Fluoride in dental care is standard in Switzerland, but there are still «controversies», as outlined in the «Fluoride update» in issue 130/9-2020 of the «Swiss Dental Journal SSO» (article in German): «Fluoride and products containing fluoride associated with non-specific complaints such as stomach pain, concentration problems, headaches, etc., where there is no corresponding scientific basis. Questions about the impact of fluoride on children’s cognitive abilities have been raised more and more recently.»
There’s no reason to believe this misconception. Because the fact is: toothpaste containing fluoride is really good for our teeth. Fluoride protects our teeth because it hardens their enamel, increasing their resistance. And that’s particularly important with milk teeth, because, as I said, the enamel on children’s teeth is even softer than their adult counterparts.
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This means that fluoride treatments are recommended from childhood to prevent tooth decay. The Robert Koch Institute writes in the «Journal of Health Monitoring» (in German): «Recommendations work on the assumption that the reduction in tooth decay is greater the more frequently the teeth are brushed with toothpaste containing fluoride.» There are nearly 300 clinical studies supporting the clinical efficacy of fluoride, supported by a meta-analysis by the Cochrane Collaboration.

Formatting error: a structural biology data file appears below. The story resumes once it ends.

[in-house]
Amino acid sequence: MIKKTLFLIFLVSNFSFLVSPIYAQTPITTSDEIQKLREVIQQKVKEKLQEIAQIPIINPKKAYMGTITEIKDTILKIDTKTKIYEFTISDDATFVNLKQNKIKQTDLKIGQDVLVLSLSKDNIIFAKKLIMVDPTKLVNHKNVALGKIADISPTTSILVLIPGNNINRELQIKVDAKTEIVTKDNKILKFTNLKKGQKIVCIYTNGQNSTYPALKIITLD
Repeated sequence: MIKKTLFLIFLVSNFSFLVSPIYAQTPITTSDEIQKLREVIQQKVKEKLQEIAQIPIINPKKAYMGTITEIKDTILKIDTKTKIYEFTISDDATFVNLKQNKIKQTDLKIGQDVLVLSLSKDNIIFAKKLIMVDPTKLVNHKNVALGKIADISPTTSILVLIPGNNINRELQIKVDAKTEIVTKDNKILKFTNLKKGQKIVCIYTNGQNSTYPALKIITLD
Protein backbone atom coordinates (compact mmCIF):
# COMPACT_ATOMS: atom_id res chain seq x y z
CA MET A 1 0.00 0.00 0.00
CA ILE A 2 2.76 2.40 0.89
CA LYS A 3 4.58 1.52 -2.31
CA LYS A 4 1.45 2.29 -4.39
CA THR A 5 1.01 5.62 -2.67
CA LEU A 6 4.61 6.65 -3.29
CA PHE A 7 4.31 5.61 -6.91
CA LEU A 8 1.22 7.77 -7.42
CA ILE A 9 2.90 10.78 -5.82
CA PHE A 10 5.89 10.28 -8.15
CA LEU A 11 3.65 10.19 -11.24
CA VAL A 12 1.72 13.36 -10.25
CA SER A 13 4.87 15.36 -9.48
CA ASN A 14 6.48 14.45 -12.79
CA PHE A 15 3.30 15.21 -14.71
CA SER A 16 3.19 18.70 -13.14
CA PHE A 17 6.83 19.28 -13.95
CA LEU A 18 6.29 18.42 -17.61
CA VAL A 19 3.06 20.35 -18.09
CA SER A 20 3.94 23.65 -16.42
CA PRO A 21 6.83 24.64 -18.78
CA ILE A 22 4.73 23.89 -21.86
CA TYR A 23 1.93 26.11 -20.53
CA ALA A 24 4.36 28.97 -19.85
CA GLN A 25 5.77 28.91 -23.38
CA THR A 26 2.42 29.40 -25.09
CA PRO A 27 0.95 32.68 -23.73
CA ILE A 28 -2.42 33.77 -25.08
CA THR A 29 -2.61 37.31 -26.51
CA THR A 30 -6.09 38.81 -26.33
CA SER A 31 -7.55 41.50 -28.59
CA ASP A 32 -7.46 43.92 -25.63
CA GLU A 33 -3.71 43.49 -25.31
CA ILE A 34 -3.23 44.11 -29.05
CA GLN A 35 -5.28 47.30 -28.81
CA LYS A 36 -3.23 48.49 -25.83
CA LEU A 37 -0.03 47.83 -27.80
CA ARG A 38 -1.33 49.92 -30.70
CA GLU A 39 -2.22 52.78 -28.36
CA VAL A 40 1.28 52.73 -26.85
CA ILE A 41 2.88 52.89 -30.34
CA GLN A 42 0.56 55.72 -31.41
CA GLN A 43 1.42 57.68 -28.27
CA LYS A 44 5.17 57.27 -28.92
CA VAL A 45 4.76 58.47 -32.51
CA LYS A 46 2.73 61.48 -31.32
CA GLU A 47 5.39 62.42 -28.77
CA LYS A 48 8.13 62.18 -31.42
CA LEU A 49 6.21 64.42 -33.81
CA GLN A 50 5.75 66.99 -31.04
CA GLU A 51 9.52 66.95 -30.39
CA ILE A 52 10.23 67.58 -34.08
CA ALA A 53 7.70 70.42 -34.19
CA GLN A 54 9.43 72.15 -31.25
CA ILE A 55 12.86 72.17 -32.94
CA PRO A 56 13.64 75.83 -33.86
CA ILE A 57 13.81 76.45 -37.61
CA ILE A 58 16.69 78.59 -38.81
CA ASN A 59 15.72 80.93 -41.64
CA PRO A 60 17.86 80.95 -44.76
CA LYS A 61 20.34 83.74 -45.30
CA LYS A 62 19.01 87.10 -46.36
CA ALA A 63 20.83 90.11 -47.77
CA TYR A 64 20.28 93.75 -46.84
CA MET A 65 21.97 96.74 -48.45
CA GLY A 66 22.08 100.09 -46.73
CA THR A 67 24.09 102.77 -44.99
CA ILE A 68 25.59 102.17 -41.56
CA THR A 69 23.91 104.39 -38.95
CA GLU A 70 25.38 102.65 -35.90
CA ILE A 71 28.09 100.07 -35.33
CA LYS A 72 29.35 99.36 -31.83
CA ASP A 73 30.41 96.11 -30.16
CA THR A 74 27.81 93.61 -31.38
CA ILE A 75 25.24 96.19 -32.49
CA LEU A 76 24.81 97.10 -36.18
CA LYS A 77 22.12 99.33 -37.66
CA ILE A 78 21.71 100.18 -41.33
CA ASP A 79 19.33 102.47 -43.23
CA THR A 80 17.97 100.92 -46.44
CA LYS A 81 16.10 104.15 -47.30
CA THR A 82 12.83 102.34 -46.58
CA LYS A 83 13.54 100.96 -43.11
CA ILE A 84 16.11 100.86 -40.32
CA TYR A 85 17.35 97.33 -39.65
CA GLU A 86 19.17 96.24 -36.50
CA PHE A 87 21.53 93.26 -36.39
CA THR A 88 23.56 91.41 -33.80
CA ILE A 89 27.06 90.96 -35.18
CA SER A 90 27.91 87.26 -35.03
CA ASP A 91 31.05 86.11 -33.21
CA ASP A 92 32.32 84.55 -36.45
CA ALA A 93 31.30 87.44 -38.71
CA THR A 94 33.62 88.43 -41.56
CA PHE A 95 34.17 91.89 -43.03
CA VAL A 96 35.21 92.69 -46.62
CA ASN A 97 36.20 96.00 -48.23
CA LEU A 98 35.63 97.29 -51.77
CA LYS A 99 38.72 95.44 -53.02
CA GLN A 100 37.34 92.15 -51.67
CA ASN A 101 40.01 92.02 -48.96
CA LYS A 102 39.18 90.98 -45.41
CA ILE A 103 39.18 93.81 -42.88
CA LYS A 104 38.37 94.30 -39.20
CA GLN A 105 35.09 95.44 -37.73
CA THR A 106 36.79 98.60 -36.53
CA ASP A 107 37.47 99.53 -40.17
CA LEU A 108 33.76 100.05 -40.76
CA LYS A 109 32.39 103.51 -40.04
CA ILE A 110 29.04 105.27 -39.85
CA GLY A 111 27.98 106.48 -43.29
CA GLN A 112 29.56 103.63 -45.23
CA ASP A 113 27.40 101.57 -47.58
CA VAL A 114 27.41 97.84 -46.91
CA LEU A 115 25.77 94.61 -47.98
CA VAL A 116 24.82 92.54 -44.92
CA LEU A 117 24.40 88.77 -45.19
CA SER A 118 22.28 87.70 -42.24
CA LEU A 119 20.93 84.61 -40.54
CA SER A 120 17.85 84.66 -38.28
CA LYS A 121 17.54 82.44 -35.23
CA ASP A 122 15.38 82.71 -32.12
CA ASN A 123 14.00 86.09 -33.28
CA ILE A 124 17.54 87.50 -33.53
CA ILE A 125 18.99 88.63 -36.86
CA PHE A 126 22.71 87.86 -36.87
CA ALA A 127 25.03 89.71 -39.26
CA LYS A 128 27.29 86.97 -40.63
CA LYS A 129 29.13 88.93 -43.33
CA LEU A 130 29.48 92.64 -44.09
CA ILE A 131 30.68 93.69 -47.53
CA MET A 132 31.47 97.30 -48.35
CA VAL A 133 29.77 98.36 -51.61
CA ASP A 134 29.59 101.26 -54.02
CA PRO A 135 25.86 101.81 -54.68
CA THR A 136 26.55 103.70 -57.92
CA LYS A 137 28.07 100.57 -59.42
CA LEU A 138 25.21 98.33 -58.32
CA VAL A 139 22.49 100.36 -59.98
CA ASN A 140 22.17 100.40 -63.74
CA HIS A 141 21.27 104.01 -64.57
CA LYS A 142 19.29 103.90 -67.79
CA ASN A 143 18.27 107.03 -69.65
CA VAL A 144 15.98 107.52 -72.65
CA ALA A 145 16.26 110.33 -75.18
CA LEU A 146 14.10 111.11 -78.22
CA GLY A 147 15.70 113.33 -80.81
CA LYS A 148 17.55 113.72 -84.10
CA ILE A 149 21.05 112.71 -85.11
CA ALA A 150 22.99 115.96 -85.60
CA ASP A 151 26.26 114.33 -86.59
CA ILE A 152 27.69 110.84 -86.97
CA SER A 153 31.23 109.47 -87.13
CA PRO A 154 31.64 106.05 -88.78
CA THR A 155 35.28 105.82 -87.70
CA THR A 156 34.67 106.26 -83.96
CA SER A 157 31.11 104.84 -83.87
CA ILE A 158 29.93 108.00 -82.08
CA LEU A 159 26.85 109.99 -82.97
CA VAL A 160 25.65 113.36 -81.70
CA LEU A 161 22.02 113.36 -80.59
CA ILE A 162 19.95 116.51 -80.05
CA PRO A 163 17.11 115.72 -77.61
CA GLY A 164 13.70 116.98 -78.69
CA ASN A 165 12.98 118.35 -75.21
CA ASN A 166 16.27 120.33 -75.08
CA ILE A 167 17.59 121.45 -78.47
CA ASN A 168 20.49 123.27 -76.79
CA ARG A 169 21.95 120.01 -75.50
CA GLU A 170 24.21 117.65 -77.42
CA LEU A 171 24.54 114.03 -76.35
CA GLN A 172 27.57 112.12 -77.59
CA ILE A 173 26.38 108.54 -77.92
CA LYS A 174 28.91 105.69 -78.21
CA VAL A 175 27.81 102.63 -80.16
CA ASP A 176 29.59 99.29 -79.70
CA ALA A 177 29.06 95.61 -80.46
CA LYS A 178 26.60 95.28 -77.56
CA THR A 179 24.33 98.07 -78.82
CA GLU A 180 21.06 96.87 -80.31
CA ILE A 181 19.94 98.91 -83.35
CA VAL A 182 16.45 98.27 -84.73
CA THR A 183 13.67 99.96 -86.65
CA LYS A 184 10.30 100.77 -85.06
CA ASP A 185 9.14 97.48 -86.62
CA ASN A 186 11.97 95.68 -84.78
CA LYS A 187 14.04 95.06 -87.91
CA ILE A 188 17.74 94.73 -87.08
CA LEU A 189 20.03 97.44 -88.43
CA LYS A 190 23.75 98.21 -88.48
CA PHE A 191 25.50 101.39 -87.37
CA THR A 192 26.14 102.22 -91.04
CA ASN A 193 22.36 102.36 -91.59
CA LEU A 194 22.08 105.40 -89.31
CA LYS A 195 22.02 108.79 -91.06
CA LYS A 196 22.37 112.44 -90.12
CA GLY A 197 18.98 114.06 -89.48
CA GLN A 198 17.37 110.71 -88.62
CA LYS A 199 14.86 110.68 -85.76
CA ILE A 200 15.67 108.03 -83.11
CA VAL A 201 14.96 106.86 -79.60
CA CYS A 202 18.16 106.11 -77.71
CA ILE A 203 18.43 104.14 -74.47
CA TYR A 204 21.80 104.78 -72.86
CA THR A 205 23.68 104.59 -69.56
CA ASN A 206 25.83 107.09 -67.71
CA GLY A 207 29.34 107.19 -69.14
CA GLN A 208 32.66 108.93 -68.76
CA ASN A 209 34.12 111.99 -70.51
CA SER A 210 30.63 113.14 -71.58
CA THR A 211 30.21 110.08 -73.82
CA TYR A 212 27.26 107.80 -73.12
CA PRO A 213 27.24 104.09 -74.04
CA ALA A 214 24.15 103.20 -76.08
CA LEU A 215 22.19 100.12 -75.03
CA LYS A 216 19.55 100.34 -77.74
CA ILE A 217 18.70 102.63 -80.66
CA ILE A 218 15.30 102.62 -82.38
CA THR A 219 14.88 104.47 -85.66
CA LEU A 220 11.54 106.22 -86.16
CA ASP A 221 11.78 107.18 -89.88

And don’t worry about the substance’s rumoured toxicity – fluoride isn’t the same as fluorine, the toxic gas. The aforementioned controversies often stem from them being confused with one another.
The following recommendations (in German) for using fluoride toothpaste in children and adults apply in Switzerland: children under the age of two should have their milk teeth cleaned twice a day with toothpaste that has a fluoride content of up to 500 ppm. For older children or in the event of an increased risk of tooth decay, we recommend up to 1,000 ppm of fluoride. And adults should use a toothpaste with up to 1,500ppm of fluoride. For older people, people with exposed tooth necks or those who’ve just had a root canal treatment, recommendations can even go up to 5,000ppm of fluoride.
Dental hygiene fact #4: You don’t need to floss to prevent tooth decay
First of all, it should be said that there are good arguments for dental floss. Ultimately, it removes leftover food and, with it, microorganisms that can potentially lead to tooth decay. But we shouldn’t worry too much about it either. Because research into the effectiveness of dental floss – we’re supposed to use it to physically clean the gaps between our teeth – isn’t exactly overwhelming.